Emery County historical Society held a special Veterans Day memorial program at the Museum of the San Rafael. President Dottie Grimes asked all of those present that were veterans to please stand. Some of those veterans told of their experiences in the military service. The audience expressed appreciation for the service rendered by these veterans. The guest speaker Stephen Marquardt was there to tell about his father's experiences flying the B-29 called "Necessary Evil" by its crew, alongside the Enola Gay a B-29 dropping an atomic bomb over Japan in 1945.
In the 1960s, his father bought the Sorenson ranch near Moore, 6,000 acres and 2,000 acres in Sevier County by Fish Lake. During the summers, he would come to Emery County and work on the ranch. Two years later, his father sold the ranch and kept the mineral rights. Marquardt met Dottie Grimes in the Emery County Recorder's office while doing research about his father's history and the land, his father had owned. His father, George W. Marquardt died in 2003 from Parkinson's disease. Prior to becoming unable to communicate George started on his life story. Most of his history was about his experiences during World War II.
Marquardt began his father's history by opening a box and removing an old pair of goggles and a note card. The goggles, he said his father wore during the dropping of the atomic bombs on Hiroshima and Nagasaki, to keep from being blinded by the flash of light. On the note card was a quote from his dad, "The human brain is a wonderful thing. It starts when you are born and it never stops until you stand up to speak in public."
He then quoted Winston Churchill, "There are many who say this bomb should never have been dropped at all. It is to this atomic bomb more than to any other factor that we may ascribe the sudden and speedy ending of the war against Japan.Without dropping the bomb we would have sacrificed a million American lives and a quarter million British in the desperate invasion of Japan. The bomb brought peace and it is up to man to keep the peace."
On Aug. 6, 1945 after 2 a.m. a B-29 Superfortress on a top-secret mission took off from the Tinian, Mariana Islands in the Pacific, under the command of Col. Paul W. Tibbets Jr. At 8:16 a.m. the crew carried out their top-secret mission of dropping an atomic bomb on Hiroshima, the second largest city in Japan. Sixty percent of the city was instantly destroyed. It was estimated 80,000 casualties. The Japanese government was aware of the inevitable continued hostilities and refused to surrender.
It was estimated that there would be 500,000 casualties if the United States invaded Japan to get the Japanese to surrender. Members of the 509th Composite Group were again called upon to fly a second mission by US leaders. This second mission took place Aug. 9, 1945, under the command of Major Charles Sweeney, to the primary target, a military arsenal at Kokura Japan. Due to smoke obscuring the target, the B-29 Superfortress plane diverted to the industrial city of Nagasaki Japan. Major Sweeney's plane, also known as Bockscar carried the bomb to this secondary target. More than 20,000 people were killed. The Japanese surrendered on Aug. 14, 1945.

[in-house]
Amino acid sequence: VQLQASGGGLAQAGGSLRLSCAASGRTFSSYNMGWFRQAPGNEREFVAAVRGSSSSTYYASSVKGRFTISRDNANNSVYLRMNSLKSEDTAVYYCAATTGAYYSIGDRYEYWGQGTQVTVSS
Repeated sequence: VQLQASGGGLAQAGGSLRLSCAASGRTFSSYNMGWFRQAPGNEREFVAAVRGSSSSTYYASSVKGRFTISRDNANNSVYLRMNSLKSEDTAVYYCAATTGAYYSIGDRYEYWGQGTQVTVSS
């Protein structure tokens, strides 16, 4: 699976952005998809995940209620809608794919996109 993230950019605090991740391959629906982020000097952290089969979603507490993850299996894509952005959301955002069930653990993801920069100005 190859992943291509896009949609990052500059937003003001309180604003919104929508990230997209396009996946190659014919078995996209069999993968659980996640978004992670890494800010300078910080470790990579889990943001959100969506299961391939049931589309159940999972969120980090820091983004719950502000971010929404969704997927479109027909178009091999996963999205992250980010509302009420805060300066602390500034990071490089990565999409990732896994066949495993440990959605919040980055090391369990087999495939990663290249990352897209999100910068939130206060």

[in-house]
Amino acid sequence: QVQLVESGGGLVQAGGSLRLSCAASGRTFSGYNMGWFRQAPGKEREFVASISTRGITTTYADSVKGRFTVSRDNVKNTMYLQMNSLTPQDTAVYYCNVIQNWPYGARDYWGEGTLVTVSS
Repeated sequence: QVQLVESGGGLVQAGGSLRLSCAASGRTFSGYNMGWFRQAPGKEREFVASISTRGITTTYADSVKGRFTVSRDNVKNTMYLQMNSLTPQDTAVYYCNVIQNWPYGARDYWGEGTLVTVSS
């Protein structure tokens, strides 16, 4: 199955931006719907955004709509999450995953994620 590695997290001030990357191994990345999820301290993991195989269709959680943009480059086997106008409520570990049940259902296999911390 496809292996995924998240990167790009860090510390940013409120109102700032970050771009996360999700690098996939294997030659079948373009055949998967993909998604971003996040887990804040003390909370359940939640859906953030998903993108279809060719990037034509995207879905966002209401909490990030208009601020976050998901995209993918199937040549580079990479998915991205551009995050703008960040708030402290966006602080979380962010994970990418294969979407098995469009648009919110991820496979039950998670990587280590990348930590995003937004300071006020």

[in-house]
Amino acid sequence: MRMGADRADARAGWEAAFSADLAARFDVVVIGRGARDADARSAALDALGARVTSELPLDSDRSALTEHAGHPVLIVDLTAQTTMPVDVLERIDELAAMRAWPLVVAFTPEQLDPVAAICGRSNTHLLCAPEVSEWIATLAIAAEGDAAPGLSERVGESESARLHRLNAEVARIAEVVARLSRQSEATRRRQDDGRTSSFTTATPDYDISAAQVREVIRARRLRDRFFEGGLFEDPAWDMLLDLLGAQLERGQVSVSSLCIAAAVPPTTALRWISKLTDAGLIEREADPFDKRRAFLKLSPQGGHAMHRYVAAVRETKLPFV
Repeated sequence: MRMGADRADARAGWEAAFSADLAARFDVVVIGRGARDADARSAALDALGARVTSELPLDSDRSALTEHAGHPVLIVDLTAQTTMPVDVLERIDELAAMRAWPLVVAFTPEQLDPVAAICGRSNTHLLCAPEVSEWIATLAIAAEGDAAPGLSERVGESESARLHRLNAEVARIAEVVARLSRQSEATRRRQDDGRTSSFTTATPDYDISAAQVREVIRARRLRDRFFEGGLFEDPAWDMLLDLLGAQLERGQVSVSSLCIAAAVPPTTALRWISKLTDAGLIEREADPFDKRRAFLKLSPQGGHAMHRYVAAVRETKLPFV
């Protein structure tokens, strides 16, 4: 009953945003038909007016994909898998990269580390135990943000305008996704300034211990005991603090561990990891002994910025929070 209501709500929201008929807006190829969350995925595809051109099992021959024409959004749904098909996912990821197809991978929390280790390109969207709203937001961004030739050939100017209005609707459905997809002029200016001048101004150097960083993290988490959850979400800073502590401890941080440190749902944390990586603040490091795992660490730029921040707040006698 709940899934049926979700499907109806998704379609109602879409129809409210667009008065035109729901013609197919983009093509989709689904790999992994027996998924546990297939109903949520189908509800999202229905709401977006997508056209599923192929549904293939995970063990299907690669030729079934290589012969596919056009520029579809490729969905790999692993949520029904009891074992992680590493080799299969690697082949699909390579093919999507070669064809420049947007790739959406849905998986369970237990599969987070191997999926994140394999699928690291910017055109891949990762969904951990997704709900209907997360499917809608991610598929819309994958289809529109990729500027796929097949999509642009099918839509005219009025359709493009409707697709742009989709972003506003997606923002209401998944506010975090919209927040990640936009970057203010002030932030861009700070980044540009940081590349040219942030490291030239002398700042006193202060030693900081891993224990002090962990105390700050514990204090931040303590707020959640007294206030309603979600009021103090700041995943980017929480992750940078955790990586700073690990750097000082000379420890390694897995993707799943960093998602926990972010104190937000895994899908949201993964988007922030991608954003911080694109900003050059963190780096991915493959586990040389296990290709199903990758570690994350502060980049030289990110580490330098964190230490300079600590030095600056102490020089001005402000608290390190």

Capt. George W. Marquardt, as a member of the 509th said in his memoirs, "I was a participant in these historic missions. I was the commander and pilot of the Necessary Evil, the number two plane carrying scientific and photographic equipment on the first mission, a B-29 Superfortress observation post. It was a long way from a peaceful college classroom in Illinois to this extraordinary vantage point and witness the end of World War II.
"There were 24 youngsters in my Golconda, Ill. high school graduating class. I attended college in Bloomington, Ill., where I won basketball and baseball scholarships. I attended college for three and a half years. During the last semester of my senior year, in 1941, I decided to join the Army Air Corps. I had my pilots license and signed a contract with the Air Corps. That would earn me $500 for every year that I stayed In the Air Corps.
"As a cadet in the Army Air Corps I was trained in Tulsa, Okla. for six months in 1941, I received advanced training in San Antonio, Texas. I trained initially to fly bombers and was assigned to a three-man crew. Every pilot that was available was used in World War II. After my training, I found I was assigned to the 509th Composite Group under the command of Col. Paul Tibbetts. We were all given a 10 day leave and were told to be ready to go to work when we returned.
"Upon our return to the 509th we were given additional training in ballistics using dummy bombs called pumpkins. This was in preparation for the atomic bombs, which were eventually used. Most of our ballistic testing was conducted in a range at the Salton Sea, Calif. area. This was to help us aim the bombs accurately. At the same time, a long series of tests were being conducted at Los Alamos, N.M. These tests were to determine the best procedures for dropping the bomb. The tests were also concerned with aircraft safety such as the shock pressure the lead aircraft could safely withstand. Tests were made to determine how to get the greatest distance away from the blast in the least amount of time. Special shock bracing for the crew was added to the plane.